As rich as the learning experiences were for students, there was room for improvement. Regional educators began exploring how the implementation of the Kentucky Academic Standards for Science could positively affect students’ abilities to reason and employ the practices of scientists. It became clearer that we needed to transform these experiences from pre-developed, teacher-driven lessons to student-centered inquiries and investigations. Rather than thinking about this transition as an obstacle, we viewed it as an opportunity to increase educator capacity by building a vision of inquiry and an understanding of how students can be better served by driving the investigations themselves.

A team of highly experienced educators is leading this effort – Wilder; Katrina Slone, KVEC STEM lead; Melinda Curless, STEM initiatives consultant at the Kentucky Department of Education (KDE); and Chris Bentley, KDE regional network science consultant. The team began planning and recruiting teachers for this project in late fall 2015 and have worked to identify and implement the educator professional learning that will be necessary to underpin this work.

The Expeditionary Learning Fellows (ELFs) initiating this endeavor are made up of K-12 teachers from all across the KVEC region. All of them are highly skilled educators and leaders within their respective districts.

The goals of the Expeditionary Learning Fellows Initiative are to:

  1. Construct a vision and deep understanding of inquiry and scientific process within the teacher leaders.
  2. Create authentic, scientific learning experiences for students to explore, investigate and explain phenomena in a student-centered, inquiry setting.
  3. Foster a sense of pride and understanding for the beauty and value of the Appalachian region in the students that will be touched by this work.
  4. Document this creative process so that other teachers can continue the work in the footsteps of the pioneering group.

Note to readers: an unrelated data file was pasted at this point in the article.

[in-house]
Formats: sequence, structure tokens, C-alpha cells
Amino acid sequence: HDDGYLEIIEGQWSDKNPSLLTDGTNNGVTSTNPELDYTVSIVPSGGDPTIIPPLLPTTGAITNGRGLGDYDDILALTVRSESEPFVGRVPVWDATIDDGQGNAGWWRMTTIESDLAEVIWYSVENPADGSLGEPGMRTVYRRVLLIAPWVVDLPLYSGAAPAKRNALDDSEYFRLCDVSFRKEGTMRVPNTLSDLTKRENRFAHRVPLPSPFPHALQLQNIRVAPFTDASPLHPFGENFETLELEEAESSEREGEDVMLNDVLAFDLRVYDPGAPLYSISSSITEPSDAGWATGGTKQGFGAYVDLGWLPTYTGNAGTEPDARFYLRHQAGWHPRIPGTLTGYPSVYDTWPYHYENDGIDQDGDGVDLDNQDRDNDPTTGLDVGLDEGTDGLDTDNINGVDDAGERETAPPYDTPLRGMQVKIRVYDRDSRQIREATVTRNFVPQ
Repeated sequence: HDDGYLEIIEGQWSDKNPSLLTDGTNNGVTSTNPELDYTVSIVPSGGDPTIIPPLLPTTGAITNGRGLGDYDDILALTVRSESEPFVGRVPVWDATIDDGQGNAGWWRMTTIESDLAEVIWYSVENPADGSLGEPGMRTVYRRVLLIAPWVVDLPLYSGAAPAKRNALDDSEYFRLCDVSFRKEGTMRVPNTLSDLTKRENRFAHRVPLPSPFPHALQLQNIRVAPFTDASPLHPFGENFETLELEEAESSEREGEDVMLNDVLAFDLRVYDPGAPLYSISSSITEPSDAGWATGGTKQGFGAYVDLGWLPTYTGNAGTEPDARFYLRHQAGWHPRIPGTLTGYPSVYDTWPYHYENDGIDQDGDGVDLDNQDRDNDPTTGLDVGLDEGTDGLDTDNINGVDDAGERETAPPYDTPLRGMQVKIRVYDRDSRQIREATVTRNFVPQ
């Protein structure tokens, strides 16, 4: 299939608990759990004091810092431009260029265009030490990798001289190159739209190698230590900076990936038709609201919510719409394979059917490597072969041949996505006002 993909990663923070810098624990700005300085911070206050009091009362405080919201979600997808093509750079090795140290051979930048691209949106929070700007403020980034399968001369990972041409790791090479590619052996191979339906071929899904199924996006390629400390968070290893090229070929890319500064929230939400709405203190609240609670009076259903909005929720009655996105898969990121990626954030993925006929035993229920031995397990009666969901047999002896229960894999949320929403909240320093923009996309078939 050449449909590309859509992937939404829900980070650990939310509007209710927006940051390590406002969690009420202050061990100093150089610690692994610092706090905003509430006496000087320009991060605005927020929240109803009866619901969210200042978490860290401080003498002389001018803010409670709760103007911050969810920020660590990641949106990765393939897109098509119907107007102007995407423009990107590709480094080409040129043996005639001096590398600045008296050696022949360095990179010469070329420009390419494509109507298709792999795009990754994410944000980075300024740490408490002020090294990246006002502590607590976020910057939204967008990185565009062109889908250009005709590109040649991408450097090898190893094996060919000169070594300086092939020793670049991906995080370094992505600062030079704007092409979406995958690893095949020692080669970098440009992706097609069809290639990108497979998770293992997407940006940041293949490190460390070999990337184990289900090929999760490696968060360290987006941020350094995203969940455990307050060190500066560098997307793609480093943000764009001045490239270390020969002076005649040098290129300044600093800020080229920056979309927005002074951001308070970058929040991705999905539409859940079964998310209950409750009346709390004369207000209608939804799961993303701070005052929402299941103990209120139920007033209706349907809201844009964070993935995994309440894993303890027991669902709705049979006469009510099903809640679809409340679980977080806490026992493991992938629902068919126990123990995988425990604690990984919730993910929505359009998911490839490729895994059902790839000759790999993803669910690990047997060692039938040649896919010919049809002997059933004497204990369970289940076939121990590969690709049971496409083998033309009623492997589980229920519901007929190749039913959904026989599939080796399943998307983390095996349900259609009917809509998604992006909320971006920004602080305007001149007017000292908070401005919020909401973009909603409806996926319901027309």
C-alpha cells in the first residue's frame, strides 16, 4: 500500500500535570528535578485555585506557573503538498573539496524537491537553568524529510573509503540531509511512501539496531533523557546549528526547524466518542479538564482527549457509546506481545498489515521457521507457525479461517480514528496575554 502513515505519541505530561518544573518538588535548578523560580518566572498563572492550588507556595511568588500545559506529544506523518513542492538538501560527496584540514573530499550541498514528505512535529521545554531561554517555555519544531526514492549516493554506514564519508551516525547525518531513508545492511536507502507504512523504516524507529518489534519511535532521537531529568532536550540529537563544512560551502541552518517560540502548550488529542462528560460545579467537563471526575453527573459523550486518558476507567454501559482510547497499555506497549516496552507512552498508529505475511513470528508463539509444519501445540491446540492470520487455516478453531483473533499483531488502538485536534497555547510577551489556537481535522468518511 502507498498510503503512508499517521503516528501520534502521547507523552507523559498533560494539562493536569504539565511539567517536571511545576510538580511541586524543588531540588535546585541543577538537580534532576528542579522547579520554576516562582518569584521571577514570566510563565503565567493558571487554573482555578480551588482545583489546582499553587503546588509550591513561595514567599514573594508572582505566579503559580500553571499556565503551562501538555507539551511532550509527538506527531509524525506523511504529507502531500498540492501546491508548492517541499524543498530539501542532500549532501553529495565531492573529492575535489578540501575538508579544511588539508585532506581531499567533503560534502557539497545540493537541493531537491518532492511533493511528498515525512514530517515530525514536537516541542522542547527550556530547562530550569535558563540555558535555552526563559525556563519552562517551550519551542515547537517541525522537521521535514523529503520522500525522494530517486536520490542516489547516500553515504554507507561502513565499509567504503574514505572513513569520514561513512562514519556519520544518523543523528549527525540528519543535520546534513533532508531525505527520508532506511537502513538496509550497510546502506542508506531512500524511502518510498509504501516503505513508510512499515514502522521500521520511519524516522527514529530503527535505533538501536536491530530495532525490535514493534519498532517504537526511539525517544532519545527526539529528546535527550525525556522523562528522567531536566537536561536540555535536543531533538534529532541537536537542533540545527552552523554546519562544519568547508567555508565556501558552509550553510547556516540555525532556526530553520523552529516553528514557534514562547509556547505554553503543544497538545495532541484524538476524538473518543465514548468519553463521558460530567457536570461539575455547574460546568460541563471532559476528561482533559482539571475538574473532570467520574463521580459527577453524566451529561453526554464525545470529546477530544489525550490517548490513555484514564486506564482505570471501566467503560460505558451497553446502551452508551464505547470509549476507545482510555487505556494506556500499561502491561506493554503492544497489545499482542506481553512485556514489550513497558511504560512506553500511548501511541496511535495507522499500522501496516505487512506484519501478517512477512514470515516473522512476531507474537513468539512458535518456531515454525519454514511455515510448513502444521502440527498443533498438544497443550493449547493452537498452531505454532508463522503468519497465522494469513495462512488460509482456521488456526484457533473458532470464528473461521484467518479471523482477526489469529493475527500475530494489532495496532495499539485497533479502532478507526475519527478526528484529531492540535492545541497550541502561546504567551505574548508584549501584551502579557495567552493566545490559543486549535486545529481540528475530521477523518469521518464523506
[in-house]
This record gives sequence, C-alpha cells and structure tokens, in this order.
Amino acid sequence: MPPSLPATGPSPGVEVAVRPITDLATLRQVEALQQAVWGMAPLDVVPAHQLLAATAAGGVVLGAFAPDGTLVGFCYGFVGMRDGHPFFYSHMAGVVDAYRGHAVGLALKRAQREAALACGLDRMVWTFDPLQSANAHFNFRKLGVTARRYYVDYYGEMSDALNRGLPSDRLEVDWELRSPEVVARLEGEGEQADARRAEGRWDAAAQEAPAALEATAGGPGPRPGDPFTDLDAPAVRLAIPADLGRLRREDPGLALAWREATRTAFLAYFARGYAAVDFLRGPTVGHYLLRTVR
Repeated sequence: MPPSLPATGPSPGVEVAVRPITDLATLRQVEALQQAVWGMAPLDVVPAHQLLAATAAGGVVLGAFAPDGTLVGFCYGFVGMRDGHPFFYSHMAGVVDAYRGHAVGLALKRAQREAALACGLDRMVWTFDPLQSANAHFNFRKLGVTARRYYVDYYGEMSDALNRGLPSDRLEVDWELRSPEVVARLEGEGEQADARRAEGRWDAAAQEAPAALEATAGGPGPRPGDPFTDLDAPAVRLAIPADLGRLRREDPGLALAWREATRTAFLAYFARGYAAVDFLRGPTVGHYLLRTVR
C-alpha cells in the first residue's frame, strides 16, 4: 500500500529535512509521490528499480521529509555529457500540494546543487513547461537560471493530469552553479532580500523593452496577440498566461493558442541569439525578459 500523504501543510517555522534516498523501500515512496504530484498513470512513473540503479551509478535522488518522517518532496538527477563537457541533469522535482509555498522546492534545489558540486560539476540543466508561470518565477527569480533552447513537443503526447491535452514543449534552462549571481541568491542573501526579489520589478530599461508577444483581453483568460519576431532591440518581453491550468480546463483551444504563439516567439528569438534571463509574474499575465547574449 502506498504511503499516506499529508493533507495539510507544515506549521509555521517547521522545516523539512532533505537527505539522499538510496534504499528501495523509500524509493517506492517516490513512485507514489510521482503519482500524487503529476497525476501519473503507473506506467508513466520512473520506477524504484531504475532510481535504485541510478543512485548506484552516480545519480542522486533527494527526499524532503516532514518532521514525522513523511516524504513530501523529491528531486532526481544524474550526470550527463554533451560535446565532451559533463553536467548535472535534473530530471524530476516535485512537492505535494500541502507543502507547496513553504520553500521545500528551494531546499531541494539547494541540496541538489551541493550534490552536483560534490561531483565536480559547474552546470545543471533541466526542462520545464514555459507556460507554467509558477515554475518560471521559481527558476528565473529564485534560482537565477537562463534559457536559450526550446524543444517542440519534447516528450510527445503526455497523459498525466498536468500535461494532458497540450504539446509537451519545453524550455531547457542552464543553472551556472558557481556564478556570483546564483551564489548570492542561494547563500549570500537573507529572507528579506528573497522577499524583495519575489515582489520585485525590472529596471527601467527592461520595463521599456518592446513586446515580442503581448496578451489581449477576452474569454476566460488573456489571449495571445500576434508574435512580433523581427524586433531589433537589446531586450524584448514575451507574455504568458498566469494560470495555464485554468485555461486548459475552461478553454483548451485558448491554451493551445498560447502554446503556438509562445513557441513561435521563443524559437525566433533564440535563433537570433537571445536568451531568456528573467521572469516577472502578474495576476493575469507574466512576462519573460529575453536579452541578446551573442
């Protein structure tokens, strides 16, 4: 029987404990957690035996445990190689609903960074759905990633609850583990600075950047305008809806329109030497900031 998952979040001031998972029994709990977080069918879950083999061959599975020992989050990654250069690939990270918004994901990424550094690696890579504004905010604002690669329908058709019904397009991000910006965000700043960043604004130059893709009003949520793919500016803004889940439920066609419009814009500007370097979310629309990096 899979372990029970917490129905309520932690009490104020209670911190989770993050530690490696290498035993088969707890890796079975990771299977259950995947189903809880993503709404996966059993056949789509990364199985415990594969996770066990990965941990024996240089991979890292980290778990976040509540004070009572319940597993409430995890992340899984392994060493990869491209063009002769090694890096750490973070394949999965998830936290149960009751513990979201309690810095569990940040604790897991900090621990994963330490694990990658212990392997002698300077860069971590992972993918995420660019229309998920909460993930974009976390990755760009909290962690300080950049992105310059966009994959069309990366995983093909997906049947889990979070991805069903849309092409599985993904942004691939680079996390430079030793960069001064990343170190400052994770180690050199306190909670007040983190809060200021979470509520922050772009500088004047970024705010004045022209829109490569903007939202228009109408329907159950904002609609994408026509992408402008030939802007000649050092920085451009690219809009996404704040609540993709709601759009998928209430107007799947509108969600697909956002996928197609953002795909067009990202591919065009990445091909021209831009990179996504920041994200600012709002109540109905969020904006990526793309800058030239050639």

Before attending the initial meeting, the fellows were presented with professional learning opportunities via online articles and videos that challenged their initial thoughts on inquiry. While at the meeting, the teachers engaged in learning that centered on investigative approaches and questioning structures that promote deeper thinking.

An additional spring professional learning session is planned, followed by a summer retreat that will facilitate teachers collaboratively building lessons to take back to their schools. Two additional meetings will take place this fall for process refinement and reflection, and a new group of fellows will launch in the spring of 2017.

One of the requirements of each Expeditionary Learning Fellow is to recruit another teacher to continue the work going forward and ensure growth within the program. The fellows will become the experts and lead this process the following year, and the leadership team will support and evaluate the work. This dimension of leadership development is crucial to the sustainability and growth of the program.

Look for more details related to the progress of this initiative in future editions of Kentucky Teacher.

 

Chris Bentley was a high school science and AP Physics teacher in Letcher County for 21 years before joining the Kentucky Department of Education in January 2015. He is a graduate of Eastern Kentucky University and Morehead State University.